Reduced ribonucleotide reductase RRM2 subunit expression increases DNA damage and mitochondria dysfunction in woody breast chickens

Majid Shakeri USDA-ARS, U.S. National Poultry Research Center, Athens, GA

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Janghan Choi USDA-ARS, U.S. National Poultry Research Center, Athens, GA

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Caitlin Harris USDA-ARS, U.S. National Poultry Research Center, Athens, GA

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Richard Jeff Buhr USDA-ARS, U.S. National Poultry Research Center, Athens, GA

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Byungwhi Kong USDA-ARS, U.S. National Poultry Research Center, Athens, GA

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Hong Zhuang USDA-ARS, U.S. National Poultry Research Center, Athens, GA

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Brian Bowker USDA-ARS, U.S. National Poultry Research Center, Athens, GA

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Abstract

OBJECTIVE

The aim of this study was to investigate the roles of ribonucleotide reductase subunit M2 (RRM2; subunit of ribonucleotide reductase) in severe woody breast (WB) and normal breast muscles.

ANIMALS

40 8-week-old male Ross-708 broiler chickens.

METHODS

Quantitative PCR was performed to determine gene expression, and commercial ELISA/assay kits were used to obtain several enzymatic activities.

RESULTS

Results showed that RRM2 activity (P = .0002) and RRM2 (P = .05) and hydroxymethylbilane synthase expression (impaired oxygen transport and metabolism, P = .002) were reduced in WB, while caveolin-3 (defected membrane integrity, P = .09), endoglin (increased fibrosis, P = .06), and secreted protein acidic rich in cysteine (metabolic dysregulation, P = .09) expression tended to increase in WB. WB tended to have increased levels of homocysteine (P = .06), aspartate aminotransferase mitochondria (P = .02), pyruvate kinase (P = .04), DNA damage (P = .06), creatine kinase (P = .05), and triglyceride (P = .002) but decreased ATPase activity (P = .01), all indicating mitochondria dysfunction and tissue damage.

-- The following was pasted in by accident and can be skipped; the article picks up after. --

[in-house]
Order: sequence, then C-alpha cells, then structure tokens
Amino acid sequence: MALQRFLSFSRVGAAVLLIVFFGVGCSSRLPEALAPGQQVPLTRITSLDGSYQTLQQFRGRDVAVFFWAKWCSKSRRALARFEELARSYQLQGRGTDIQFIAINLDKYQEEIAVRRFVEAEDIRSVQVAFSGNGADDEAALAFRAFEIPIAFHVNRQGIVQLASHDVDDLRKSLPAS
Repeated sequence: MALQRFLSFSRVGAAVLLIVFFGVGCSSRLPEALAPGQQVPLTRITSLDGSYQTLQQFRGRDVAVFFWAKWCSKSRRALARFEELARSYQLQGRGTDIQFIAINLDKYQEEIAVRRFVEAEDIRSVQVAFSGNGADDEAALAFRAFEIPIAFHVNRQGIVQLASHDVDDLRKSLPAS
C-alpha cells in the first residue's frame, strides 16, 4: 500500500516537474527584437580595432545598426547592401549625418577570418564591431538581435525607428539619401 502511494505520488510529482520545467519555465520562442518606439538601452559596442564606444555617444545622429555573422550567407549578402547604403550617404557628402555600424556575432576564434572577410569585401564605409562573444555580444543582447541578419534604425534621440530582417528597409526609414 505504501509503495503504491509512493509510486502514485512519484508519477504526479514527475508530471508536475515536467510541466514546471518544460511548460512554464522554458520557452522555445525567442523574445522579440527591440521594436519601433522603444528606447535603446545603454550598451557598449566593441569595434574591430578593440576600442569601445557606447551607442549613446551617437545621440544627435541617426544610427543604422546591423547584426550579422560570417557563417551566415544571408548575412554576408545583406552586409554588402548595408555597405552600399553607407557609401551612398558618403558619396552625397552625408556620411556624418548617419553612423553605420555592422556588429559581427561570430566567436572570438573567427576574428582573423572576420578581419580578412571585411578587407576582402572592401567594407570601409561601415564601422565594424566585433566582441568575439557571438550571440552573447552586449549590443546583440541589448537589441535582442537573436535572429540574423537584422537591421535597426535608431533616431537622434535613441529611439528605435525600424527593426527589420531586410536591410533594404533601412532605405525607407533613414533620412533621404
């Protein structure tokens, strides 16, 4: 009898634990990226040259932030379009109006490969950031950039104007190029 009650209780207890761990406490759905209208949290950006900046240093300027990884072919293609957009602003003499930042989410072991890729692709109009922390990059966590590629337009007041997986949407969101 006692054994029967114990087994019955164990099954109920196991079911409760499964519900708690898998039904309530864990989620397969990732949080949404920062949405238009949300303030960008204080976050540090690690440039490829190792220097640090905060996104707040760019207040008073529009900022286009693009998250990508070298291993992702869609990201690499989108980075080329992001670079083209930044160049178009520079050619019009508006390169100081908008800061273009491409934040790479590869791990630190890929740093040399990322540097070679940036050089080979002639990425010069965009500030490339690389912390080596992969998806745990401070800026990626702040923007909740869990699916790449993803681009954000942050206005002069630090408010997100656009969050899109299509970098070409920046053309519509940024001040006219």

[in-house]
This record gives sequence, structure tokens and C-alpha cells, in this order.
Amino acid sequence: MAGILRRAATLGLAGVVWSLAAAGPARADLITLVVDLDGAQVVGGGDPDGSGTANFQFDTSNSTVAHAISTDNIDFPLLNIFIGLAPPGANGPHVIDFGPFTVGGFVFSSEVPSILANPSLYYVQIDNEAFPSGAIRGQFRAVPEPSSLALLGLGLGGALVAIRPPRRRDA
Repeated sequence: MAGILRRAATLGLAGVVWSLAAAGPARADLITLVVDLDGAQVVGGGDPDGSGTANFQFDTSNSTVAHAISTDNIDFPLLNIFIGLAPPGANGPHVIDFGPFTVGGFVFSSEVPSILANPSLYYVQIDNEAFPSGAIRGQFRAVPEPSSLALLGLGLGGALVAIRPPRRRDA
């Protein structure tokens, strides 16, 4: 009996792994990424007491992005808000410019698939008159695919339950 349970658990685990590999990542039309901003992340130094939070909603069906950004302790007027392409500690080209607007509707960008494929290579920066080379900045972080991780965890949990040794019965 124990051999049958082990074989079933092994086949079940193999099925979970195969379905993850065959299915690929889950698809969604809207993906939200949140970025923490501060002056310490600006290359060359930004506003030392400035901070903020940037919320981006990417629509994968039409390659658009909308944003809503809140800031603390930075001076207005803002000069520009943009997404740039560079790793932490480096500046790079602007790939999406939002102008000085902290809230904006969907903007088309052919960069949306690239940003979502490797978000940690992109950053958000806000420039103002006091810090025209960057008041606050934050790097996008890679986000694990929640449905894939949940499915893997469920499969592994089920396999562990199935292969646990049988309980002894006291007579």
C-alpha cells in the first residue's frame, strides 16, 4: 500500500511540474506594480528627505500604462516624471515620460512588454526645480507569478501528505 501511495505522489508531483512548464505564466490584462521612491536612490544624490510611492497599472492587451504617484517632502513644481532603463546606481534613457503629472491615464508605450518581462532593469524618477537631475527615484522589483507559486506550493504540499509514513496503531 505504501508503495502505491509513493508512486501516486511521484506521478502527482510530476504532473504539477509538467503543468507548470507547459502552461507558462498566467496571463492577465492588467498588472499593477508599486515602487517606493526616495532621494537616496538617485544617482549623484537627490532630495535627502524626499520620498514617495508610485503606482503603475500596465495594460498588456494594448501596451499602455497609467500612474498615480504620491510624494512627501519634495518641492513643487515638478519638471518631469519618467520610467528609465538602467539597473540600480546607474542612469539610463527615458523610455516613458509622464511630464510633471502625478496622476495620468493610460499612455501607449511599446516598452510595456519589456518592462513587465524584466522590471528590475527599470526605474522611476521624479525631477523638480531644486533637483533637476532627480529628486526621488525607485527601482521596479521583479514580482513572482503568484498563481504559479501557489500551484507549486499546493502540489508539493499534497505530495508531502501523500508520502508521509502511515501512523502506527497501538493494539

CLINICAL RELEVANCE

In this study, differences in various enzyme activities and increased DNA damage suggest that RRM2-mediated mitochondrial abnormalities may play a role in WB myopathy.

Abstract

OBJECTIVE

The aim of this study was to investigate the roles of ribonucleotide reductase subunit M2 (RRM2; subunit of ribonucleotide reductase) in severe woody breast (WB) and normal breast muscles.

ANIMALS

40 8-week-old male Ross-708 broiler chickens.

METHODS

Quantitative PCR was performed to determine gene expression, and commercial ELISA/assay kits were used to obtain several enzymatic activities.

RESULTS

Results showed that RRM2 activity (P = .0002) and RRM2 (P = .05) and hydroxymethylbilane synthase expression (impaired oxygen transport and metabolism, P = .002) were reduced in WB, while caveolin-3 (defected membrane integrity, P = .09), endoglin (increased fibrosis, P = .06), and secreted protein acidic rich in cysteine (metabolic dysregulation, P = .09) expression tended to increase in WB. WB tended to have increased levels of homocysteine (P = .06), aspartate aminotransferase mitochondria (P = .02), pyruvate kinase (P = .04), DNA damage (P = .06), creatine kinase (P = .05), and triglyceride (P = .002) but decreased ATPase activity (P = .01), all indicating mitochondria dysfunction and tissue damage.

CLINICAL RELEVANCE

In this study, differences in various enzyme activities and increased DNA damage suggest that RRM2-mediated mitochondrial abnormalities may play a role in WB myopathy.

Globally, demand for poultry meat as an inexpensive and healthier source of protein has increased dramatically and is expected to increase even further in the future compared to other meats (USDA-ERS, August 2022). To meet this demand, broiler chickens have been successfully selected for fast growth and high breast meat yield. However, along with these positive gains in production efficiency have come some unintended consequences such as the emergence of woody breast (WB) myopathy. The myopathy negatively affects the quality of the breast meat resulting in economic losses to the industry due to undesirable meat appearance and texture.1

It has been found that WB myopathy results in muscle fiber degeneration and fibrosis and reduces protein content and oxygen levels in the muscles leading to oxidative distress.2,3 Furthermore, the WB has diminished blood supply to muscle1 leading to greater muscle tissue damage. To date, several nutritional and management strategies have been examined to prevent WB myopathy but still the exact cause of the condition is unknown, making it difficult to develop effective mitigation strategies. Several studies4 have suggested that genetic solutions are required as the myopathy is believed to be caused by the culmination of genetic alterations derived from selective breeding.

With regards to the WB myopathy, a major area of research interest has been with mitochondria function5 and energy production (ATP).6 Mitochondrial abnormalities are responsible for several disorders in muscle.7 Adverse impacts on oxidative phosphorylation lead to decreases in cellular ATP production.7 We previously observed that WB meat has higher connective tissue content, reduced expression of several genes related to mitochondrial function, and increased reactive oxygen species (ROS).8 For the first time, our previous study reported differences in ribonucleotide reductase (RNR) activity in WB meat, an enzyme involved in DNA synthesis, mitochondrial function, and ATP production.8